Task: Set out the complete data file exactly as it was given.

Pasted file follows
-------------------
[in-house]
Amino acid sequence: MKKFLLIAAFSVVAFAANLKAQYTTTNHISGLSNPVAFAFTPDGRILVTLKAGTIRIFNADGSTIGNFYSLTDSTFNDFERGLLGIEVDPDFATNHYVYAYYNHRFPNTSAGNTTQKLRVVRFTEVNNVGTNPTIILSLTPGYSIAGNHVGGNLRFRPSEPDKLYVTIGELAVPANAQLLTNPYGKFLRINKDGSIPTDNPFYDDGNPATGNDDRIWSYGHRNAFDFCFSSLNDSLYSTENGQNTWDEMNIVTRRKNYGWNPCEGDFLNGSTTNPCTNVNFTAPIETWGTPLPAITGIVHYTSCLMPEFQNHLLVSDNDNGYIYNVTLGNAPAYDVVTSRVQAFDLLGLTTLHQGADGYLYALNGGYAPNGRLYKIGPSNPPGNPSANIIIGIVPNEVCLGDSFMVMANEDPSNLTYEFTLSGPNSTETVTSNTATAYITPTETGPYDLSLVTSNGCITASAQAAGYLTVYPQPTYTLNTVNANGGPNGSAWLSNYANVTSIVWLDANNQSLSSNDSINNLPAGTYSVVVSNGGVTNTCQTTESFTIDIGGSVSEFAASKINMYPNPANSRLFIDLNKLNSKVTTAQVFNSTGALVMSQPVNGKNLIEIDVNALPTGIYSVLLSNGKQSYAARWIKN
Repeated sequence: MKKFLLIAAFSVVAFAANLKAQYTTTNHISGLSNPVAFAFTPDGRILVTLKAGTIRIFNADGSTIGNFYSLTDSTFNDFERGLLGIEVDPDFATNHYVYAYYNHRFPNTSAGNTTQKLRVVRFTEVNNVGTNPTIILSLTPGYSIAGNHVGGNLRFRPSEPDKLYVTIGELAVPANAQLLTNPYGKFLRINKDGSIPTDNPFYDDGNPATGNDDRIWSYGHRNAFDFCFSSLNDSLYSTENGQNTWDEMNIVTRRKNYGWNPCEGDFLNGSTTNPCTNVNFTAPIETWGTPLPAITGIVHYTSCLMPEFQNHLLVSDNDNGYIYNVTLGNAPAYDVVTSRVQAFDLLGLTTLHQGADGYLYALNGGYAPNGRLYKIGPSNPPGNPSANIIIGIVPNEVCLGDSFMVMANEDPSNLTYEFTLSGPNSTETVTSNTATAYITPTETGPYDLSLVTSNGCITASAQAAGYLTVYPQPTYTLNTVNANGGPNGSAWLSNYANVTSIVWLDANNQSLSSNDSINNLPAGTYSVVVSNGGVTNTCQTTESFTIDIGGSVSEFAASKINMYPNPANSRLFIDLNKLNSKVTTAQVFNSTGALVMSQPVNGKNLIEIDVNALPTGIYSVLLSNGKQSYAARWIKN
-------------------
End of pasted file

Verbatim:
[in-house]
Amino acid sequence: MKKFLLIAAFSVVAFAANLKAQYTTTNHISGLSNPVAFAFTPDGRILVTLKAGTIRIFNADGSTIGNFYSLTDSTFNDFERGLLGIEVDPDFATNHYVYAYYNHRFPNTSAGNTTQKLRVVRFTEVNNVGTNPTIILSLTPGYSIAGNHVGGNLRFRPSEPDKLYVTIGELAVPANAQLLTNPYGKFLRINKDGSIPTDNPFYDDGNPATGNDDRIWSYGHRNAFDFCFSSLNDSLYSTENGQNTWDEMNIVTRRKNYGWNPCEGDFLNGSTTNPCTNVNFTAPIETWGTPLPAITGIVHYTSCLMPEFQNHLLVSDNDNGYIYNVTLGNAPAYDVVTSRVQAFDLLGLTTLHQGADGYLYALNGGYAPNGRLYKIGPSNPPGNPSANIIIGIVPNEVCLGDSFMVMANEDPSNLTYEFTLSGPNSTETVTSNTATAYITPTETGPYDLSLVTSNGCITASAQAAGYLTVYPQPTYTLNTVNANGGPNGSAWLSNYANVTSIVWLDANNQSLSSNDSINNLPAGTYSVVVSNGGVTNTCQTTESFTIDIGGSVSEFAASKINMYPNPANSRLFIDLNKLNSKVTTAQVFNSTGALVMSQPVNGKNLIEIDVNALPTGIYSVLLSNGKQSYAARWIKN
Repeated sequence: MKKFLLIAAFSVVAFAANLKAQYTTTNHISGLSNPVAFAFTPDGRILVTLKAGTIRIFNADGSTIGNFYSLTDSTFNDFERGLLGIEVDPDFATNHYVYAYYNHRFPNTSAGNTTQKLRVVRFTEVNNVGTNPTIILSLTPGYSIAGNHVGGNLRFRPSEPDKLYVTIGELAVPANAQLLTNPYGKFLRINKDGSIPTDNPFYDDGNPATGNDDRIWSYGHRNAFDFCFSSLNDSLYSTENGQNTWDEMNIVTRRKNYGWNPCEGDFLNGSTTNPCTNVNFTAPIETWGTPLPAITGIVHYTSCLMPEFQNHLLVSDNDNGYIYNVTLGNAPAYDVVTSRVQAFDLLGLTTLHQGADGYLYALNGGYAPNGRLYKIGPSNPPGNPSANIIIGIVPNEVCLGDSFMVMANEDPSNLTYEFTLSGPNSTETVTSNTATAYITPTETGPYDLSLVTSNGCITASAQAAGYLTVYPQPTYTLNTVNANGGPNGSAWLSNYANVTSIVWLDANNQSLSSNDSINNLPAGTYSVVVSNGGVTNTCQTTESFTIDIGGSVSEFAASKINMYPNPANSRLFIDLNKLNSKVTTAQVFNSTGALVMSQPVNGKNLIEIDVNALPTGIYSVLLSNGKQSYAARWIKN